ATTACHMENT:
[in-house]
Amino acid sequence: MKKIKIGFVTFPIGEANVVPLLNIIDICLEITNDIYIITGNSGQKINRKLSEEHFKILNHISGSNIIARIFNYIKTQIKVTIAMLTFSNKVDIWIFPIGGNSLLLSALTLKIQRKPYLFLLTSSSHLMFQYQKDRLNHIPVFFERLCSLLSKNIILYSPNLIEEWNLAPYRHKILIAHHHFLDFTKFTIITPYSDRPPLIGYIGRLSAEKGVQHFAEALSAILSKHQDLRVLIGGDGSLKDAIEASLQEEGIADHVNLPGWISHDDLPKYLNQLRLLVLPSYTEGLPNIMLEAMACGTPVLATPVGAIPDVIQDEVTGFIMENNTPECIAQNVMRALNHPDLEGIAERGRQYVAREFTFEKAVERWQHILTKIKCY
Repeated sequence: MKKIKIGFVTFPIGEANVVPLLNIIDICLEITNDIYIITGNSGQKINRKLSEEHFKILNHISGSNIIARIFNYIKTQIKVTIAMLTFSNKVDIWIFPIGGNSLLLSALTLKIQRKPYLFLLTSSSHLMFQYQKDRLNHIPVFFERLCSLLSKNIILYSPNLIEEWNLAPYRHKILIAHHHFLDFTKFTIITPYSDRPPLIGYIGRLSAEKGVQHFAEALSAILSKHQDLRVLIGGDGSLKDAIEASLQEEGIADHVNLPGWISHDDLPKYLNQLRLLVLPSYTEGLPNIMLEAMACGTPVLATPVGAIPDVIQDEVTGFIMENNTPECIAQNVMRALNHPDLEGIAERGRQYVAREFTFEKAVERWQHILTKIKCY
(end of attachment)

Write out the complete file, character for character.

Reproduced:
[in-house]
Amino acid sequence: MKKIKIGFVTFPIGEANVVPLLNIIDICLEITNDIYIITGNSGQKINRKLSEEHFKILNHISGSNIIARIFNYIKTQIKVTIAMLTFSNKVDIWIFPIGGNSLLLSALTLKIQRKPYLFLLTSSSHLMFQYQKDRLNHIPVFFERLCSLLSKNIILYSPNLIEEWNLAPYRHKILIAHHHFLDFTKFTIITPYSDRPPLIGYIGRLSAEKGVQHFAEALSAILSKHQDLRVLIGGDGSLKDAIEASLQEEGIADHVNLPGWISHDDLPKYLNQLRLLVLPSYTEGLPNIMLEAMACGTPVLATPVGAIPDVIQDEVTGFIMENNTPECIAQNVMRALNHPDLEGIAERGRQYVAREFTFEKAVERWQHILTKIKCY
Repeated sequence: MKKIKIGFVTFPIGEANVVPLLNIIDICLEITNDIYIITGNSGQKINRKLSEEHFKILNHISGSNIIARIFNYIKTQIKVTIAMLTFSNKVDIWIFPIGGNSLLLSALTLKIQRKPYLFLLTSSSHLMFQYQKDRLNHIPVFFERLCSLLSKNIILYSPNLIEEWNLAPYRHKILIAHHHFLDFTKFTIITPYSDRPPLIGYIGRLSAEKGVQHFAEALSAILSKHQDLRVLIGGDGSLKDAIEASLQEEGIADHVNLPGWISHDDLPKYLNQLRLLVLPSYTEGLPNIMLEAMACGTPVLATPVGAIPDVIQDEVTGFIMENNTPECIAQNVMRALNHPDLEGIAERGRQYVAREFTFEKAVERWQHILTKIKCY